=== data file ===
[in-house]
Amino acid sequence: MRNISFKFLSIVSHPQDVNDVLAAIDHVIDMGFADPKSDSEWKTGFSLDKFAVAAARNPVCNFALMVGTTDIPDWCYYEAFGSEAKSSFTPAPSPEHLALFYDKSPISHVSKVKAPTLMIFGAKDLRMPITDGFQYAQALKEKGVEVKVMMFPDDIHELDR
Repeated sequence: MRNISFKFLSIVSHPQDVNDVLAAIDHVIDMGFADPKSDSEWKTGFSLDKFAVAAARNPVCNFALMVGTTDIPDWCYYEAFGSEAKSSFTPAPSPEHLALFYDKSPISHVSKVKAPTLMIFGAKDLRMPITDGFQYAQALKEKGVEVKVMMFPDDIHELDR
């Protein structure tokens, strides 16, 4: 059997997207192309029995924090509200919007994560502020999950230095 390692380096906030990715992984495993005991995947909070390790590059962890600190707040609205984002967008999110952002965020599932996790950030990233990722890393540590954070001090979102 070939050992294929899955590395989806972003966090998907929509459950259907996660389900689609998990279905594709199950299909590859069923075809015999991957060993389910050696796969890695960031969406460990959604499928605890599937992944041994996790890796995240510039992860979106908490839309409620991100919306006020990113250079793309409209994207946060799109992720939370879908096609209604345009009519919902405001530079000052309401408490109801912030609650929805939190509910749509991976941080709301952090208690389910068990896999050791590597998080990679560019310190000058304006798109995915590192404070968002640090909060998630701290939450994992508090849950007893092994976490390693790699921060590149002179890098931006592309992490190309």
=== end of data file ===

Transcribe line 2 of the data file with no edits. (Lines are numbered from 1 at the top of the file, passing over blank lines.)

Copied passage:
Amino acid sequence: MRNISFKFLSIVSHPQDVNDVLAAIDHVIDMGFADPKSDSEWKTGFSLDKFAVAAARNPVCNFALMVGTTDIPDWCYYEAFGSEAKSSFTPAPSPEHLALFYDKSPISHVSKVKAPTLMIFGAKDLRMPITDGFQYAQALKEKGVEVKVMMFPDDIHELDR